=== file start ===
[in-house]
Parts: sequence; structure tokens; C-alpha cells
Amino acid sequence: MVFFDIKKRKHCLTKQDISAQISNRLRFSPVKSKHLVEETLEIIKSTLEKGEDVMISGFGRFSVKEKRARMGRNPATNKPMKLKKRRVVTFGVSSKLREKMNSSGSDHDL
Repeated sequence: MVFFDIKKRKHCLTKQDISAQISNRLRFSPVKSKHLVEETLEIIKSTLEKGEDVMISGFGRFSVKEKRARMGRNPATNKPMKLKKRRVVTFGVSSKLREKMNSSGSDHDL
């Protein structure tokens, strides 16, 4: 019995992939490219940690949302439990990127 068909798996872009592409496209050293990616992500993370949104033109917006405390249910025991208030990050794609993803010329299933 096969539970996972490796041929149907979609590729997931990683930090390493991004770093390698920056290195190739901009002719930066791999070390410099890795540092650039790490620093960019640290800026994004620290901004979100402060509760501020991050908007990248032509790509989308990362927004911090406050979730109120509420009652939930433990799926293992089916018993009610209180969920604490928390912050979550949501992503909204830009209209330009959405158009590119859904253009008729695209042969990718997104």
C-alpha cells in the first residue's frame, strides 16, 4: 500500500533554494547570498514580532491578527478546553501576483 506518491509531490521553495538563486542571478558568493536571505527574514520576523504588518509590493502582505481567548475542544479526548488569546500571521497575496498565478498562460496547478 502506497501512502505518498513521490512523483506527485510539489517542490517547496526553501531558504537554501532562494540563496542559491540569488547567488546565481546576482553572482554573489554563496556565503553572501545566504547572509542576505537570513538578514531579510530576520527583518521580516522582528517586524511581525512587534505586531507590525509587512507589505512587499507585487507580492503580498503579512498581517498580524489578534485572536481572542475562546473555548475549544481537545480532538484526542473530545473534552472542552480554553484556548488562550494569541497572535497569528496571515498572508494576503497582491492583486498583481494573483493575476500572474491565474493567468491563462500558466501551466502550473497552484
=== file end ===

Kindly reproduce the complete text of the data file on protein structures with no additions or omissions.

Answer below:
[in-house]
Parts: sequence; structure tokens; C-alpha cells
Amino acid sequence: MVFFDIKKRKHCLTKQDISAQISNRLRFSPVKSKHLVEETLEIIKSTLEKGEDVMISGFGRFSVKEKRARMGRNPATNKPMKLKKRRVVTFGVSSKLREKMNSSGSDHDL
Repeated sequence: MVFFDIKKRKHCLTKQDISAQISNRLRFSPVKSKHLVEETLEIIKSTLEKGEDVMISGFGRFSVKEKRARMGRNPATNKPMKLKKRRVVTFGVSSKLREKMNSSGSDHDL
């Protein structure tokens, strides 16, 4: 019995992939490219940690949302439990990127 068909798996872009592409496209050293990616992500993370949104033109917006405390249910025991208030990050794609993803010329299933 096969539970996972490796041929149907979609590729997931990683930090390493991004770093390698920056290195190739901009002719930066791999070390410099890795540092650039790490620093960019640290800026994004620290901004979100402060509760501020991050908007990248032509790509989308990362927004911090406050979730109120509420009652939930433990799926293992089916018993009610209180969920604490928390912050979550949501992503909204830009209209330009959405158009590119859904253009008729695209042969990718997104």
C-alpha cells in the first residue's frame, strides 16, 4: 500500500533554494547570498514580532491578527478546553501576483 506518491509531490521553495538563486542571478558568493536571505527574514520576523504588518509590493502582505481567548475542544479526548488569546500571521497575496498565478498562460496547478 502506497501512502505518498513521490512523483506527485510539489517542490517547496526553501531558504537554501532562494540563496542559491540569488547567488546565481546576482553572482554573489554563496556565503553572501545566504547572509542576505537570513538578514531579510530576520527583518521580516522582528517586524511581525512587534505586531507590525509587512507589505512587499507585487507580492503580498503579512498581517498580524489578534485572536481572542475562546473555548475549544481537545480532538484526542473530545473534552472542552480554553484556548488562550494569541497572535497569528496571515498572508494576503497582491492583486498583481494573483493575476500572474491565474493567468491563462500558466501551466502550473497552484